but neither burning nor consuming; they appeared and disappeared
like electric sparks or meteoric flashes. But these audible and
visible signs were appropriate symbols of the purifying,
enlightening, and quickening power of the Divine Spirit, and
announced a new spiritual creation. The form of tongues referred
to the glossolalia, and the apostolic eloquence as a gift of
inspiration.

"AND THEY WERE ALL FILLED WITH THE HOLY SPIRIT."  This is the
real inward miracle, the main fact, the central idea of the
Pentecostal narrative. To the apostles it was their baptism,
confirmation, and ordination, all in one, for they received no
other. To them it was the great inspiration which enabled them
hereafter to be authoritative teachers of the gospel by
tongue and pen. Not that it superseded subsequent growth in
knowledge, or special revelations on particular points (as Peter
received at Joppa, and Paul on several occasions); but they were
endowed with such an understanding of Christ's words and plan
of salvation as they never had before. What was dark and mys-
terious became now clear and full of meaning to them. The Spirit
revealed to them the person and work of the Redeemer in the light
of his resurrection and exaltation, and took full possession of
their mind and heart. They were raised, as it were, to the mount
of transfiguration, and saw Moses and Elijah and Jesus above
them, face to face, swimming in heavenly light. They had now but
one desire to gratify, but one object to live for, namely, to be
witnesses of Christ and instruments of the salvation of their
fellow-men, that they too might become partakers of their 
"inheritance incorruptible, and undefiled, and that fadeth not
away, reserved in heaven."

But the communication of the Holy Spirit was not confined to the
Twelve. It extended to the brethren of the Lord, the mother of
Jesus, the pious women who had attended his ministry, and the
whole brotherhood of a hundred and twenty souls who were
assembled in that chamber. They were "all" filled with the
Spirit, and all spoke with tongues; and Peter saw in the event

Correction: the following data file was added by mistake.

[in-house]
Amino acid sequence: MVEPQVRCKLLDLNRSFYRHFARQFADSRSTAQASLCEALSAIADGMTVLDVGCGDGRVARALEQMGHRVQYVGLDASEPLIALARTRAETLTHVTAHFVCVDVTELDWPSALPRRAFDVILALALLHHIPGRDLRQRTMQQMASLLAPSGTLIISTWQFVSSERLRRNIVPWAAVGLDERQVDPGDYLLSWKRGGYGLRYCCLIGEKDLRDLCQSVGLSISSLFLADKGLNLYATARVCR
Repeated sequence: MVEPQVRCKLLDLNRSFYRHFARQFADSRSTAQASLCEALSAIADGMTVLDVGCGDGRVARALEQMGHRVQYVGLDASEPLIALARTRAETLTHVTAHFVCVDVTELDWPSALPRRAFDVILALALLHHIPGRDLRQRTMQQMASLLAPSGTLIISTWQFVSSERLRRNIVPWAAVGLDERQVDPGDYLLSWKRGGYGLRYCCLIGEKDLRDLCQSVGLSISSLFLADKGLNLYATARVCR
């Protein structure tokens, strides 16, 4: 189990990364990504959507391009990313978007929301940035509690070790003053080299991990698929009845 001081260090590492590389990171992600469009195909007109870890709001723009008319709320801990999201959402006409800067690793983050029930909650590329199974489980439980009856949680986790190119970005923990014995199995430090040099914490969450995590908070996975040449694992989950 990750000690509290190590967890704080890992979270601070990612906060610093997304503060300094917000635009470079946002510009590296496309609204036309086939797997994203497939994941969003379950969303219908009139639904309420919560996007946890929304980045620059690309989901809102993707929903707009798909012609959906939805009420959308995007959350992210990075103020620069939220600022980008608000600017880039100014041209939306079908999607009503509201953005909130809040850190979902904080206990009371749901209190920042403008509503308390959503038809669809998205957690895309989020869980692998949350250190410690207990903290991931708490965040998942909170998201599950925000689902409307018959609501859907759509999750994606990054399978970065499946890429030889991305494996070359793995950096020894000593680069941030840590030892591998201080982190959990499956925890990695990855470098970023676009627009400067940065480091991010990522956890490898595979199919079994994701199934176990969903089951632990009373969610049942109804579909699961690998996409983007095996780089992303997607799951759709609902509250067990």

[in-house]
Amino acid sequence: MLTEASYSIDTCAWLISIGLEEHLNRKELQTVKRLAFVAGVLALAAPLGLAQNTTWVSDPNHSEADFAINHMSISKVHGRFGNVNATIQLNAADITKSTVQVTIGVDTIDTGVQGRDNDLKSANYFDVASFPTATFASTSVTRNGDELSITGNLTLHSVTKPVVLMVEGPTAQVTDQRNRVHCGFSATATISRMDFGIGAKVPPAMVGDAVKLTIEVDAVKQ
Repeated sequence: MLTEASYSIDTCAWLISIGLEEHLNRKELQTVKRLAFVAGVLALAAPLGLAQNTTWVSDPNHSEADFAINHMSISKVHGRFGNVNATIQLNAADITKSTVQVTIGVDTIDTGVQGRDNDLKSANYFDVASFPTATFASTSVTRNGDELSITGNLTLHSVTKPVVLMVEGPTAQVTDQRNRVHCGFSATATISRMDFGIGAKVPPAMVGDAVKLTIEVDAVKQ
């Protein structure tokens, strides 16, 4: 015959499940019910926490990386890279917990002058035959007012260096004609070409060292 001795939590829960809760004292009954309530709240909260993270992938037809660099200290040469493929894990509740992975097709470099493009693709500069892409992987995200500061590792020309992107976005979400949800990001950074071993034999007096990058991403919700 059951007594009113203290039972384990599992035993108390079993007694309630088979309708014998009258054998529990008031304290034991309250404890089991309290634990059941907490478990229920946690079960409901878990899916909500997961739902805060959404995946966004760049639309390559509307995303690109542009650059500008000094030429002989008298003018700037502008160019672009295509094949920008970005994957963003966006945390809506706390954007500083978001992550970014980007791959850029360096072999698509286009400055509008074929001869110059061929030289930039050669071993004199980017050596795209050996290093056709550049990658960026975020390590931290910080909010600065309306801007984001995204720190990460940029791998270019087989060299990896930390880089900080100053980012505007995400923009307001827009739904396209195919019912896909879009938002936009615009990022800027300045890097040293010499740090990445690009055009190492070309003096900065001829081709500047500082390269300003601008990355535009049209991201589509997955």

the promised outpouring of the Spirit upon "all flesh," sons and
daughters, young men and old men, servants and handmaidens. It is
characteristic that in this spring season of the church the women
were sitting with the men, not in a separate court as in the
temple, nor divided by a partition as in the synagogue and the
decayed churches of the East to this day, but in the same room as
equal sharers in the spiritual blessings. The beginning was a
prophetic anticipation of the end, and a manifestation of the
universal priesthood and brotherhood of believers in Christ, in
whom all are one, whether Jew or Greek, bond or free, male or
female.

This new spiritual life, illuminated, controlled, and directed by
the Holy Spirit, manifested itself first in the speaking with
tongues towards God, and then in the prophetic testimony towards
the people. The former consisted of rapturous prayers and anthems
of praise, the latter of sober teaching and exhorta tion. From
the Mount of Transfiguration the disciples, like their Master,
descended to the valley below to heal the sick and to call
sinners to repentance.


The mysterious gift of tongues, or glossolalia, appears here for
the first time, but became, with other extraordinary gifts of the
Spirit, a frequent phenomenon in the apostolic churches,
especially at Corinth, and is fully described by Paul. The
distribution of the flaming tongues to each of the disciples
caused the speaking with tongues. A new experience expresses
itself always in appropriate language. The supernatural
experience of the disciples broke through the confines of
ordinary speech and burst out in ecstatic language of praise and
thanksgiving to God for the great works he did among them. It was
the Spirit himself who gave them utterance and played on their
tongues, as on new tuned harps, unearthly melodies of praise. The
glossolalia was here, as in all cases where it is mentioned, an
act of worship and adoration, not an act of teaching and
instruction, which followed afterwards in the sermon of Peter.   
It was the first Te Deum of the new-born church. It expressed
itself in unusual, poetic, dithyrambic style and with a peculiar
musical intonation. It was intelligible only to those who were in
sympathy with the speaker; while unbelievers scoffingly ascribed
it to madness or excess of wine. Nevertheless it served as a
significant sign to all and arrested their attention to the
presence of a supernatural power.

So far we may say that the Pentecostal glossolalia was the same
as that in the household of Cornelius in Ceesarea after his
conversion, which may be called a Gentile Pentecost, as that of
the twelve disciples of John the Baptist at Ephesus, where it
appears in connection with prophesying, and as that in the
Christian congregation at Corinth.

But at its first appearance the speaking with tongues differed in
its effect upon the hearers by coming home to them at once in
their own mother-tongues; while in Corinth it required an
interpretation to be understood. The foreign spectators, at least
a number of them, believed that the unlettered Galileeans spoke
intelligibly in the different dialects represented on the
occasion. We must therefore suppose either that the speakers
themselves were endowed, at least temporarily, and for the
particular purpose of proving their divine mission, with the gift
of foreign languages not learned by them before, or that the Holy
Spirit who distributed the tongues acted also as interpreter of
the tongues, and applied the utterances of the speakers to the
susceptible among the hearers.